Today’s public sector environment is one in which many managers and executives are navigating their way through uncharted territory looking for new and innovative ways to provide programs and internal services, the result of a global economic crisis and subsequent federal budgets in 2011 and 2012.
Recent changes to the federal government’s Policy on Management, Resources and Results Structures (MRRS) will require departments and agencies to measure the performance of their internal services in a consistent manner for the first time.
Yet these changes are occurring for executives without the benefit of any equivalent “GPS system” to effectively navigate the road ahead. Furthermore, choosing the right path has arguably never been more important to a government organization’s bottom line given the “new normal” post-Deficit Reduction Action Plan (DRAP) period. This is why internal services are so critical to the overall performance of federal organizations.
Increasing the efficiency and effectiveness of internal services functions is top of mind for many senior managers who recognize that they are an essential component of the everyday workings of an organization. Internal services are focused on the corporate service functions of a department – Finance, Human Resources, Information Technology, Legal, etc. – essentially any function that provides a service to the organization as a whole.
To meet internal services objectives, a number of department-specific and horizontal initiatives within government are currently underway including: centralization and consolidation of operations, standardization of information technology solutions, outsourcing, and common business processes to name a few. All this activity could result in the “perfect storm” of well-intentioned initiatives in uncharted territory. The diagram provides an overview of the external drivers that are influencing organizations and the anticipated outcome.
As a senior manager or executive, setting clear performance measures and targets for internal services is essential to effectively navigating through this storm and ensuring your organization is on the right track and operating effectively and efficiently. How do you do this? Following the proven techniques below will enable you to guide your organization to success in achieving high-performing internal services functions:
1. Clearly define your internal services. Services provided by internal services functions have not always been clearly documented and/or communicated to internal stakeholders. This can be mitigated through developing an internal services Outcomes Map or Logic Model that clearly identifies the core functions, activities, immediate and final outcomes. A service catalogue may also be useful to define the set of services offered by a core function.
2. Use a risk-based approach to performance measurement. Conducting a risk assessment on the set of internal services and focusing on measuring those that pose the greatest probability and impact to the organization enables executives to focus on the right things.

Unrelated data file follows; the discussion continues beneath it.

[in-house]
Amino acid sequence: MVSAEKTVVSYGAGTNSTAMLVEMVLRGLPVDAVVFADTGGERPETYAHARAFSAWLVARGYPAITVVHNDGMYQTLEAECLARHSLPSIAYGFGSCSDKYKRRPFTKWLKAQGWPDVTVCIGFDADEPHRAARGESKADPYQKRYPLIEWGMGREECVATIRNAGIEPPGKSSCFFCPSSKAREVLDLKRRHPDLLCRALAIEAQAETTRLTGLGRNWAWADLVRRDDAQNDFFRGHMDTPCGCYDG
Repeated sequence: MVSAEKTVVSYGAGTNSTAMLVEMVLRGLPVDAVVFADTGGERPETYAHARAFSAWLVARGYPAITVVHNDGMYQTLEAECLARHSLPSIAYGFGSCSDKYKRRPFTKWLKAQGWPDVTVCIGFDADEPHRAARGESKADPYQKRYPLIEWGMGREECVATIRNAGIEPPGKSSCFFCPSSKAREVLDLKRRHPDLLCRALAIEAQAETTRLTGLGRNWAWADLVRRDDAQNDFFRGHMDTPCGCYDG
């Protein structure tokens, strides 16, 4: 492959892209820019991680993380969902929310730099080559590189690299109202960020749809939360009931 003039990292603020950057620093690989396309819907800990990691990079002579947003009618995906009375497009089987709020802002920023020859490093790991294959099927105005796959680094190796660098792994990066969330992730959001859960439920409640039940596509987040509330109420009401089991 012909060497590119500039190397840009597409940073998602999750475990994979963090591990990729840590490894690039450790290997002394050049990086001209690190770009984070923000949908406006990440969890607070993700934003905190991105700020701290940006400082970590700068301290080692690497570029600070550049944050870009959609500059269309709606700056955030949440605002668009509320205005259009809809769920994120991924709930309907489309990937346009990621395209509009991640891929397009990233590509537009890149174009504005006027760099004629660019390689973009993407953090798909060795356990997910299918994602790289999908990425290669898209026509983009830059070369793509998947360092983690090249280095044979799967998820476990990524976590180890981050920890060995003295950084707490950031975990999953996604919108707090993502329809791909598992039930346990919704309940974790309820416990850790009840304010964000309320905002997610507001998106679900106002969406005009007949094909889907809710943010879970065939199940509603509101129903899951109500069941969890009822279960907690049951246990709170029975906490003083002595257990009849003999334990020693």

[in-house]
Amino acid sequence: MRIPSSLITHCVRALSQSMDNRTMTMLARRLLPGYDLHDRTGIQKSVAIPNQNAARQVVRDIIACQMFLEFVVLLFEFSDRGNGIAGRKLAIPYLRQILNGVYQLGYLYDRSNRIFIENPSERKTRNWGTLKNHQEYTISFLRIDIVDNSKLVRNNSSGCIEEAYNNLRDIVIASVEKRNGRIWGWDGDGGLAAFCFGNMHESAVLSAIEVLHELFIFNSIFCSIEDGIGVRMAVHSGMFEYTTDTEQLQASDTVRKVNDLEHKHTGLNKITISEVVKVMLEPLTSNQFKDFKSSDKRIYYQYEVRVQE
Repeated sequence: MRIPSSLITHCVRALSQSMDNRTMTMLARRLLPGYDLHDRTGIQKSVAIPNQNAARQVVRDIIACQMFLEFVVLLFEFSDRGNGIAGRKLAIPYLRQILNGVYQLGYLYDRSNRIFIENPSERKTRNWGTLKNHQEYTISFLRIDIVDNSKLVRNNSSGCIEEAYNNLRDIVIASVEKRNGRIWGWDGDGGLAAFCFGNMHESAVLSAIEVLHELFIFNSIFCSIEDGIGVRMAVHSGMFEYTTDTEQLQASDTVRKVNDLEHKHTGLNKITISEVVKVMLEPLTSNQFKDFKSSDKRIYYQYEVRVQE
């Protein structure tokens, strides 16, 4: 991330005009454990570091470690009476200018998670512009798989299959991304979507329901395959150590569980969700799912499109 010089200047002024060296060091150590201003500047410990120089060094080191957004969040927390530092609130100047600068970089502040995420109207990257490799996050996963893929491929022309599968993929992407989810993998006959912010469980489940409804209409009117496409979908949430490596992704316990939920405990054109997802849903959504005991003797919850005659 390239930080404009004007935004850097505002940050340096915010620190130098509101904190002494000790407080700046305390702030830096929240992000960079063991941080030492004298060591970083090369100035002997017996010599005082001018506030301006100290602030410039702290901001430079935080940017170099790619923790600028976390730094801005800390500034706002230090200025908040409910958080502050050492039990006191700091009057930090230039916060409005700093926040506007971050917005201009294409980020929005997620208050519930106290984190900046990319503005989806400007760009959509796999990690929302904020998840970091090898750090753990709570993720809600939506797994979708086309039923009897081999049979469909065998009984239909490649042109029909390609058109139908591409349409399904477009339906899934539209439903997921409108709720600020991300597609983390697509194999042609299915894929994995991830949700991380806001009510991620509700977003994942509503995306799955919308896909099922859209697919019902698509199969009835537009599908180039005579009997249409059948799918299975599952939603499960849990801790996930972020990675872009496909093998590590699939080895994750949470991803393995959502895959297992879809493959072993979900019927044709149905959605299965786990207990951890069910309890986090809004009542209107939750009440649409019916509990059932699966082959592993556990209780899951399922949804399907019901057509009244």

3. Set expectations and make commitments. Commitments and expectations need to be defined and agreed to with internal clients to promote predictability and transparency throughout the service delivery process. This can be addressed through the development of Service Standards and Service Level Agreements.
4. Embed performance reporting requirements into new processes and systems. As processes and systems for internal services are standardized in response to the DRAP and direction from central agencies, this is the ideal time to incorporate key performance measures into the mix. For example, if a department is in the process of implementing SAP or PeopleSoft, it is the perfect time to embed performance measures into the development of the applications.
5. Standardize performance measures. There are many different drivers of performance information in government organizations – the Management Accountability Framework, Departmental Performance Report, DRAP reporting, Corporate Business Plans, Performance Management Accords, etc. Departments are at times overwhelmed with the volume of reporting required. To manage this, consider standardizing performance measures in a manner that meets multiple reporting requirements.
Setting direction and communicating a path forward for internal services is critical to the success of ongoing operations and to the success of achieving effectiveness and efficiency outcomes. Careful attention needs to be paid to corporate planning and performance processes. Organizations that clearly articulate target outcomes for internal services functions and measure their performance on an ongoing basis are then able to provide senior management with valuable information for decision-making. This will also help identify those areas in need of course correction and improvement.
These five techniques can help chart a clear course for internal services organizations, regardless of the challenges ahead, and demonstrate increased efficiency and effectiveness of their functions.
Kelly Campbell, PMP, MBA is the practice manager of the Planning and Performance Practice at Interis Consulting in Ottawa (Kelly.Campbell@interis.ca).